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How tech can help cities reduce crime

Jen A. Miller | April 10, 2014
Camden, N.J. ranks among the United States' most dangerous cities -- and in 2011, its police force was cut in half. However, a state-of-the-art 'tactical information' center, combined with gunshot-spotting cameras, in-cruiser GPS technology and analytics are helping the embattled city cut crime.

According to the FBI, Camden, N.J. is the most dangerous city in America with more than 75,000 residents.

That said, Camden has made strides in reducing crime by using a multi-faceted technological approach to policing through what's known as the Real Time Tactical Information Center, a $4.5 million endeavor. Since 2011, when the system was first implemented, violent crimes have dropped 30 percent, and non-violent crimes have dropped 38 percent. Aggravated assaults with a firearm are also down 61 percent in that same time period.

Camden County Police Chief Scott J. Thomson calls it a "significant departure from policing" in that it moves both toward the future and the past.

"With our boots-on-the-ground goals, it's like 1840s policing of having cop building relationships," he says. "What's allowed them to do that is having bleeding-edge technology. It's back to the future technology."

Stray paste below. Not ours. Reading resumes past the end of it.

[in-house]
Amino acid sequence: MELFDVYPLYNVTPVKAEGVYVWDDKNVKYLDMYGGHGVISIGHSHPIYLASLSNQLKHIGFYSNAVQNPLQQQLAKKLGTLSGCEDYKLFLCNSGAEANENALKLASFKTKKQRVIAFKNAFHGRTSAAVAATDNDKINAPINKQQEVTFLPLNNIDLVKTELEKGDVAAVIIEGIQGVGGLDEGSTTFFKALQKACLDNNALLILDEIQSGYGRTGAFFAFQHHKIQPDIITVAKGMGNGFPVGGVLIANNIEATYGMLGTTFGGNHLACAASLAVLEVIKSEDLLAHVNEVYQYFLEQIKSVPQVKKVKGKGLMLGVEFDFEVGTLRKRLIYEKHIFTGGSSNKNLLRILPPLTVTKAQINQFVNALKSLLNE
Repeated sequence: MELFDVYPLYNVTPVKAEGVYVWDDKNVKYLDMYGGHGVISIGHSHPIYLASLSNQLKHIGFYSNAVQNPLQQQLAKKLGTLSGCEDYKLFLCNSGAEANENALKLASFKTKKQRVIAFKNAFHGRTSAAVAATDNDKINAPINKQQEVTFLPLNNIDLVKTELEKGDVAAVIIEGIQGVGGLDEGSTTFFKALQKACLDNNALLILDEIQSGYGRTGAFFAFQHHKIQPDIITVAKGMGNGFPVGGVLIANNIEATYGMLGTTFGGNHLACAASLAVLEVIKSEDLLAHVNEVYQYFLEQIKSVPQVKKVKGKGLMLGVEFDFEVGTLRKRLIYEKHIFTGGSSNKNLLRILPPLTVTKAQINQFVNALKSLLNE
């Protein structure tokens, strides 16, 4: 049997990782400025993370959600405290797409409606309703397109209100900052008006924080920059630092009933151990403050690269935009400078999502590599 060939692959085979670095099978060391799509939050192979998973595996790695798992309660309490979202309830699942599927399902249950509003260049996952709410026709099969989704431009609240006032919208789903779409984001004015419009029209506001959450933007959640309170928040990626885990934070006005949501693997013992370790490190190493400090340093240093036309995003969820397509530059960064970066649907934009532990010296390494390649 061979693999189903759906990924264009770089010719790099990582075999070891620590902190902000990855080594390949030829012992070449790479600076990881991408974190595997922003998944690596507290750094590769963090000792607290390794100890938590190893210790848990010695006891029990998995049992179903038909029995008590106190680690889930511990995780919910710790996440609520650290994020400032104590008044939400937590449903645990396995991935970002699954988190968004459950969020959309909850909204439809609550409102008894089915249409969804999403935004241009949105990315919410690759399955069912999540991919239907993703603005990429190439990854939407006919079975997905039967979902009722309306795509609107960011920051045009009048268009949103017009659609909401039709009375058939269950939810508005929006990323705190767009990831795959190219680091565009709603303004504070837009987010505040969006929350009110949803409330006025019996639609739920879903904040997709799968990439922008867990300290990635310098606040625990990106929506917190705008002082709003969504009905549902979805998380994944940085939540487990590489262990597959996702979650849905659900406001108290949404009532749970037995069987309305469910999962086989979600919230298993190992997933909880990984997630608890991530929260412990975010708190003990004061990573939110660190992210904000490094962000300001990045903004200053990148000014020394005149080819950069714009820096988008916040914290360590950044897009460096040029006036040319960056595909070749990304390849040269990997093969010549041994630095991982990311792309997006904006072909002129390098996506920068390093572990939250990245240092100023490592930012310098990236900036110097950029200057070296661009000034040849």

Faster 911 Response Times, Access to Vehicle Information

Camden started building the Real Time Tactical Information Center from scratch using a variety of IT vendors (whose names are confidential) and an in-house IT person. Camden is now on the seventh iteration of the system, which runs online with a data center in department headquarters with a offsite disaster-proof backup location.

"All of this runs off a language none of us [police officers] speak," Thomson says. Having everything merged into one platform not only helps the department constantly update and improve the system, he adds; it also makes addressing any software issues much faster.

The system has drastically cut emergency response times by removing the police dispatcher. Instead, because cars are GPS-tracked through an Automated Vehicle Locator System, the system automatically locates the two nearest patrol cars to an emergency and directs them via in-car computers to that location. Nationally, the typical time from someone calling 911 to emergency response arriving on the scene is nine minutes, Thomson says. In Camden, it's now 90 seconds.

In addition, the system includes 120 cameras, positioned around the nine-square-mile city, which can all be moved on command. Feeds that update every 1.5 seconds from those cameras are shown on televisions in the Real Time Tactical Information Center. On their computer screens, officers can see where the cameras are pointing, as indicated by a green cone. These cones are overlaid onto the map nothing where officers are located and where emergencies are happening at any given moment.

Officer squad cars are also equipped with cameras that can take photographs of over a dozen cars a second. "We look for stolen cars, suspended registrations, partial characters of vehicles that were involved in crimes," Thomson says. Officers also compare those license plates against the FBI's National Crime Information Center, the state of N.J.'s crime information database and their own city database to determine which of those vehicles or drivers need to be questioned.

 

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